I Hate How Much I love Golf


When I first went to the golf course a little over five years ago, I knew I would be terrible. Everyone I knew who had played golf for many years, whether it be family or a friend, admits it’s the game they love and hate. This has never become more obvious to me than this past week.

As the golf season begins to come to an end, many charities and organizations have their yearly golf outing. This year I decided I would play in five of them the first one beginning in August and the last one being in late September. The final four, in fact, would be played in 10 days.

I still consider myself a bad golfer even after thousands of shots over the course of five complete summers of golf. On a good day, I can shoot in the 90s and feel pretty good about myself. However, on those other days, it’s just best not to talk about it.

Still, I love the game despite its hardships. The best thing to do is just remember, the most important shot in golf is the next one.

The first outing went well. I contributed and help put the team at -2. The winning score was close to -14 so, we were never really in contentions.

At this point, it would be important to note that these tournaments are scrambles. This means all of your teammates, which is traditionally four, hit a tee shot and you pick the best one. You keep hitting the best ball until the ball is holed out. Simple rules. Simple concept. You’d be amazed at how many people struggle with it.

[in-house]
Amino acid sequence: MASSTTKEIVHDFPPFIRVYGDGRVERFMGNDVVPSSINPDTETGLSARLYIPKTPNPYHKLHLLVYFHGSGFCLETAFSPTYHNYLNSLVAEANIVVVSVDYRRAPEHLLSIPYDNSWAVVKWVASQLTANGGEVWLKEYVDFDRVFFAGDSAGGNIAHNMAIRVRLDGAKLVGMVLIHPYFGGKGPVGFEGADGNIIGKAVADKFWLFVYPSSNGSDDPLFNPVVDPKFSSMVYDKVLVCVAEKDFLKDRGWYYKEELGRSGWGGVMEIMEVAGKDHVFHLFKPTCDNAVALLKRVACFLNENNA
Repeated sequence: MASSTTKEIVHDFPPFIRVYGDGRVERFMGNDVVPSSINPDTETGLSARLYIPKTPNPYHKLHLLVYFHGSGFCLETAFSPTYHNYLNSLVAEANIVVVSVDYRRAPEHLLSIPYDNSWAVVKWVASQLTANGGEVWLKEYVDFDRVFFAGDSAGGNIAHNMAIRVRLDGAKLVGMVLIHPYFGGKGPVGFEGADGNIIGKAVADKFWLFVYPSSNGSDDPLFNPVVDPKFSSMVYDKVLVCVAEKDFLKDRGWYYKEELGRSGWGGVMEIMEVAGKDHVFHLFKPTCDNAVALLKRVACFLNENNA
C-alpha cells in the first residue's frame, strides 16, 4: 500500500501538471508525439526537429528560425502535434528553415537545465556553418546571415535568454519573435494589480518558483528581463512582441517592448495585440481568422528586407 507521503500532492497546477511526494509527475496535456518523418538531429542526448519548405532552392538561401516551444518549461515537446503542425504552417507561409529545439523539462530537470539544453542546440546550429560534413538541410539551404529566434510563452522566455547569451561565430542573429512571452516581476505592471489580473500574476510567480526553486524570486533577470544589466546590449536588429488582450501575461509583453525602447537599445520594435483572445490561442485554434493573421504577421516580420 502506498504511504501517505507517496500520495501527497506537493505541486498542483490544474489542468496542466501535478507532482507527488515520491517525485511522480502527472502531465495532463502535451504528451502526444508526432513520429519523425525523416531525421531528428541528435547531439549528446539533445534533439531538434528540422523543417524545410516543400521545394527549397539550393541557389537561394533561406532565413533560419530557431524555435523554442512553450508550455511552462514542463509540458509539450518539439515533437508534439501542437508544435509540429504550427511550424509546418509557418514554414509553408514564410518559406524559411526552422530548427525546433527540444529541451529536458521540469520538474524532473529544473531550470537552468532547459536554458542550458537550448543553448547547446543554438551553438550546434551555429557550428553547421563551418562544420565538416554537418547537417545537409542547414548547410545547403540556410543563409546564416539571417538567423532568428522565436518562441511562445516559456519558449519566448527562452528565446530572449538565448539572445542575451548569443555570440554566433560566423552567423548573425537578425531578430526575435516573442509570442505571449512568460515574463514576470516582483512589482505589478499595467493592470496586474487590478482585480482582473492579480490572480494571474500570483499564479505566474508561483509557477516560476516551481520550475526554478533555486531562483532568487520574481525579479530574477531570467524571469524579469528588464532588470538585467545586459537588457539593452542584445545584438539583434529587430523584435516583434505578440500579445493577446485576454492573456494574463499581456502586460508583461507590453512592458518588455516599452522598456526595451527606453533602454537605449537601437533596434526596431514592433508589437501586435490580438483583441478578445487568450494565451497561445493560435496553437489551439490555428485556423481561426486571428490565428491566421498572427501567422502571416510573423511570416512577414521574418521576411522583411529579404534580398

The next outing brought me up to the lovely city of Potsdam, NY. If you ever have the opportunity to drive up there, you should. Mainly because after that six-hour car ride on backroads and around the mountains of the Adirondacks, you will never want to go back.

However, I’ve gone up twice to play for the outing that benefits SUNY Potsdam’s hockey program which, one of my friends and golfing buddies plays for. It’s always a fun and relaxing time.

Unfortunately, this year would get off to a rough start.

The morning my buddy and I were supposed to begin our trek way upstate, he texted me about potential COVID exposure. He had just started a new teaching job and didn’t want to risk being out of quarantine even though he was never directly exposed or displayed any symptoms. Totally understandable by him, can’t risk something like that over golf.

This puts us a man down now only with three golfers but still, I like our chances. I get up the morning of my tournament, eat a good breakfast, and head to the course. My two buddies, on the other hand, overslept due to a late-night party and strolled in about 20 minutes late.

Not the most inspiring scene ever, but no great comeback begins with a team in the lead so, we got going.
In keeping with the theme of the trip, the going got off to a slow start.

It was a battle, and course conditions didn’t help us out much. We worked hard and shot about a -4, if I remember correctly. Not in contention again but, still a respectable showing.

Those festivities ended, and my one buddy and I had a long trip home for another outing two days later.